Economy: 2012 – the Hollande Revolution
24 April 2012
He is dull, pragmatic, consensual. And yet, if elected president of France, the Socialist candidate may be able to change the course of politics in Europe, a Spanish columnist believes.
If someone had said not so long ago that a character like François Hollande might embody the hopes of millions of Europeans for the beginning of a rebellion against the suffocating status quo, he would have been thought mad.
Nothing in Hollande’s bearing – an upright official or businessman – in his pragmatic and consensual character, or in his lukewarm centre-left political vision makes him a genius with panache like Cyrano de Bergerac, a historical giant like De Gaulle, or a Florentine artist of politics like Mitterrand.
And yet, as a sign of these sad and mediocre times, Hollande is now perceived across the depth and breadth of the Old World as the only Asterix possible that, from the ever indomitable village in Gaul, can rise up against the Germanic imperium of austerity and cutbacks and propose to stimulate growth and employment as the primary collective economic goal.
No French presidential election in recent memory has been on such a continental scale as this one. Berlin, Frankfurt, Brussels, Paris, London, Rome, Madrid and all the other European capitals, the so-called “markets” as well and not a few ordinary people know that what’s at stake in this election is whether the Merkozy duo, with its dogma of a balanced budget at all costs, will stay in charge, or whether the first serious attempt will be made to push the goal of expanding or reactivating job creation to the top of the European Union’s agenda.
Sick Europe has a serious tumour
It’s crucial for the countries that have seen intervention, that are being monitored and that have fallen under suspicion – Greece, Portugal, Spain, Italy, and France – and also for our very own Germany itself.
As the intellectual father of American independence, Thomas Paine, once said, there are times when common sense becomes revolutionary. This is what is happening to the moderate Hollande. He is not putting forward his proposals out of any leftist ideology, Gallic chauvinism, a desire to break the Paris-Berlin axis, or anti-European-Unionism. He is doing it to try to stop what Paul Krugman calls “European economic suicide,” which has just been made clear by the IMF.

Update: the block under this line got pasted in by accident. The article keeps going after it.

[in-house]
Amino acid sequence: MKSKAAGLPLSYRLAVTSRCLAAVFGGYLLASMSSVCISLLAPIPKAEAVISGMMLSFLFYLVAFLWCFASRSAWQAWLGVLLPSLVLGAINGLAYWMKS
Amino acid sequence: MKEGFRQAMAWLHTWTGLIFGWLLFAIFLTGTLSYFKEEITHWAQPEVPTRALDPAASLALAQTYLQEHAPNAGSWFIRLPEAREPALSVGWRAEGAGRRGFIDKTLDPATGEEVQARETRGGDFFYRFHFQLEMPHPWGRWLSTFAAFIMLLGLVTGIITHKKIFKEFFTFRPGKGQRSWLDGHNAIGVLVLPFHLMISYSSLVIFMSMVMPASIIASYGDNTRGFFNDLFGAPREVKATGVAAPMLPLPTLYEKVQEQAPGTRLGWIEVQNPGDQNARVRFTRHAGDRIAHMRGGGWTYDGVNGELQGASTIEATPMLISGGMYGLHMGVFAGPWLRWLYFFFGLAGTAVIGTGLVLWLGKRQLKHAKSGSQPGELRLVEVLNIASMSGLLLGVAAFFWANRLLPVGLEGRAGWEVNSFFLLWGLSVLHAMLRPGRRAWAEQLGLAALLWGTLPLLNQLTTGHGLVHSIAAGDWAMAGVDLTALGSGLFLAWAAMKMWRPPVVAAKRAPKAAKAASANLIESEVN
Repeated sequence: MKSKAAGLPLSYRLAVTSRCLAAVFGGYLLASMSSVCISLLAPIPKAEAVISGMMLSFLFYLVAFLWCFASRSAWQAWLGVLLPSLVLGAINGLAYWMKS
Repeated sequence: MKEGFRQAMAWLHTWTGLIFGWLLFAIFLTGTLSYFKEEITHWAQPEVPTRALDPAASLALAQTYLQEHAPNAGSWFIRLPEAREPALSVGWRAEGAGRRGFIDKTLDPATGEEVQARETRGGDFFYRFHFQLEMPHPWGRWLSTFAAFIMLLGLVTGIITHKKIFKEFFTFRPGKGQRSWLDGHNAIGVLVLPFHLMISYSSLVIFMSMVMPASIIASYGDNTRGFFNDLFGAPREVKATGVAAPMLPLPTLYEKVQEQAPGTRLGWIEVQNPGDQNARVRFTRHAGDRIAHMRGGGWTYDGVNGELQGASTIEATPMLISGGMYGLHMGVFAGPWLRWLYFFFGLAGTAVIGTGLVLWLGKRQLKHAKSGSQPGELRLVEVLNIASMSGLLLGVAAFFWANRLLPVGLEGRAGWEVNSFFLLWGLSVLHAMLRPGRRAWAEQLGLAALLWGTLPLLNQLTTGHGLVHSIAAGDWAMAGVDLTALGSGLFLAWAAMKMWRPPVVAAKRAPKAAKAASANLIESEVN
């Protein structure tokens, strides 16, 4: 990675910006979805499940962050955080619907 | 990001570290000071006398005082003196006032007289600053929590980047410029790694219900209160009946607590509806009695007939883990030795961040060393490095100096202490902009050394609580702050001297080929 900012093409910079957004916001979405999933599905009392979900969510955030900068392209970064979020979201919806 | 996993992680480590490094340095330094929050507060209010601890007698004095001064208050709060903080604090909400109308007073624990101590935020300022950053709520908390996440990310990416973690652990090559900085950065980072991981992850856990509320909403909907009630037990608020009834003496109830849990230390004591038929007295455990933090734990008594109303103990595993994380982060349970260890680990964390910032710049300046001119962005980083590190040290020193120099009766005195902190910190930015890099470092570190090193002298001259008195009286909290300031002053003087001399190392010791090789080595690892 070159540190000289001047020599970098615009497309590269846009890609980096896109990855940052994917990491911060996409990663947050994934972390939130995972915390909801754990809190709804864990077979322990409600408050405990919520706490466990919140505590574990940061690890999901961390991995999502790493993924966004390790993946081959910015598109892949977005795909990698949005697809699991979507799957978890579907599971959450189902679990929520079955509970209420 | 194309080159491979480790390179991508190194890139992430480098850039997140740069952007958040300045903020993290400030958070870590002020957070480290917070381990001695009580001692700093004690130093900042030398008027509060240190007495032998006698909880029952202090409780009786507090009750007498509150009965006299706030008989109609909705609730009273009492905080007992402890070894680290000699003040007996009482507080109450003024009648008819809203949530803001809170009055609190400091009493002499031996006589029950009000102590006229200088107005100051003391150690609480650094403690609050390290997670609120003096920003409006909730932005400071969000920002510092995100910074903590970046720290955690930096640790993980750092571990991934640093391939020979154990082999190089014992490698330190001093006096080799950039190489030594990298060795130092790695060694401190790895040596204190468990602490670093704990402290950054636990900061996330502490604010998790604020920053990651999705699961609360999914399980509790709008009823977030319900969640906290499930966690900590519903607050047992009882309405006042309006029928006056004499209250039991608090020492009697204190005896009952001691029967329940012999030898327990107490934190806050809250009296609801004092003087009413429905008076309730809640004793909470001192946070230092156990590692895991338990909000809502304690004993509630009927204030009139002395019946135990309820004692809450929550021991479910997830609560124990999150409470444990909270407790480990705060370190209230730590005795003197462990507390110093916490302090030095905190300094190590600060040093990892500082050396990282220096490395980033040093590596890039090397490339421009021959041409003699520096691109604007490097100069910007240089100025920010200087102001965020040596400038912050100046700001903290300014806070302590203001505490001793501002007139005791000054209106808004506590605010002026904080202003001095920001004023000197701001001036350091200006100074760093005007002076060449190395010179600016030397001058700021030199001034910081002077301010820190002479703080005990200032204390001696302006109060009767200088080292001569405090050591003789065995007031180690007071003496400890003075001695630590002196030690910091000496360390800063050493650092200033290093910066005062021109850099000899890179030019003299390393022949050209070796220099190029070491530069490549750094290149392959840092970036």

Hollande is among those who believe there has been a serious error of diagnosis and, as a result, of treatment. Sick Europe has a serious tumour (growth and employment), but the medical team, whose most visible head is Merkel, has been treating it exclusively for just one of its problems: obesity (deficit and debt).
And, of course, the dramatic reduction in the patient’s diet has worsened the root evil, which has never been addressed. Pecuniary interests (called markets), neo-liberal ideological fundamentalism (the less government the better) and the obsessions of German book-keeping (low inflation and zero deficit) have all contributed to it.
Hollande has broken the dogma. Decades back his ideas would have been considered timid, but today they seem insurrectionary. In the EU Hollande will defend two ideas that give Merkel rashes: the financial transactions tax and the creation of eurobonds.
Hollande, as Miguel Mora [El País correspondent in Paris] has written in this paper, has become “the great hope of many Europeans” who want to change history. His rebellion against Merkel’s Berlin could find more or less outright allies. And it would be rather convenient for Spain, to say nothing of Greece and Portugal.
Hollande’s insurrection might also reach into Germany, where the SPD is calling for Europe to switch its course towards growth and employment. And – note carefully – the Social Democrats may win the German elections in 2013, or win so many seats that Merkel will be forced to ask for their support to put together a coalition government.
Who knows? For now, the French voters are having their say. Paradoxically, if they choose the least charismatic man imaginable, Hollande, their decision could have a profound impact on Europe. They could, once again, make history.